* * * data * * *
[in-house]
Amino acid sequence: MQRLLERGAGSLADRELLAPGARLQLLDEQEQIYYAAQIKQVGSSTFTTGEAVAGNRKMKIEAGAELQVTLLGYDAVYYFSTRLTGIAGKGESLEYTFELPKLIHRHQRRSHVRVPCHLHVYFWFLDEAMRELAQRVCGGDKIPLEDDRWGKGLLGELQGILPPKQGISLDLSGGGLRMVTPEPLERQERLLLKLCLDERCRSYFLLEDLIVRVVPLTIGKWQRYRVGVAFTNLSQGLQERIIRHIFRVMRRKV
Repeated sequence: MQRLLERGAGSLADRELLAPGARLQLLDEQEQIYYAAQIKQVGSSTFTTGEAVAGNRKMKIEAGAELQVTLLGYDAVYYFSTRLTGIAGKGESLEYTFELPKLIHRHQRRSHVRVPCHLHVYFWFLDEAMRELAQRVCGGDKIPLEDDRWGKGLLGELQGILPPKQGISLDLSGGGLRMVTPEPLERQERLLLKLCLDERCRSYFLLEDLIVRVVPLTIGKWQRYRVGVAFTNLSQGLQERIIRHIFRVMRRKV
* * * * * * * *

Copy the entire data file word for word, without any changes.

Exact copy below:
[in-house]
Amino acid sequence: MQRLLERGAGSLADRELLAPGARLQLLDEQEQIYYAAQIKQVGSSTFTTGEAVAGNRKMKIEAGAELQVTLLGYDAVYYFSTRLTGIAGKGESLEYTFELPKLIHRHQRRSHVRVPCHLHVYFWFLDEAMRELAQRVCGGDKIPLEDDRWGKGLLGELQGILPPKQGISLDLSGGGLRMVTPEPLERQERLLLKLCLDERCRSYFLLEDLIVRVVPLTIGKWQRYRVGVAFTNLSQGLQERIIRHIFRVMRRKV
Repeated sequence: MQRLLERGAGSLADRELLAPGARLQLLDEQEQIYYAAQIKQVGSSTFTTGEAVAGNRKMKIEAGAELQVTLLGYDAVYYFSTRLTGIAGKGESLEYTFELPKLIHRHQRRSHVRVPCHLHVYFWFLDEAMRELAQRVCGGDKIPLEDDRWGKGLLGELQGILPPKQGISLDLSGGGLRMVTPEPLERQERLLLKLCLDERCRSYFLLEDLIVRVVPLTIGKWQRYRVGVAFTNLSQGLQERIIRHIFRVMRRKV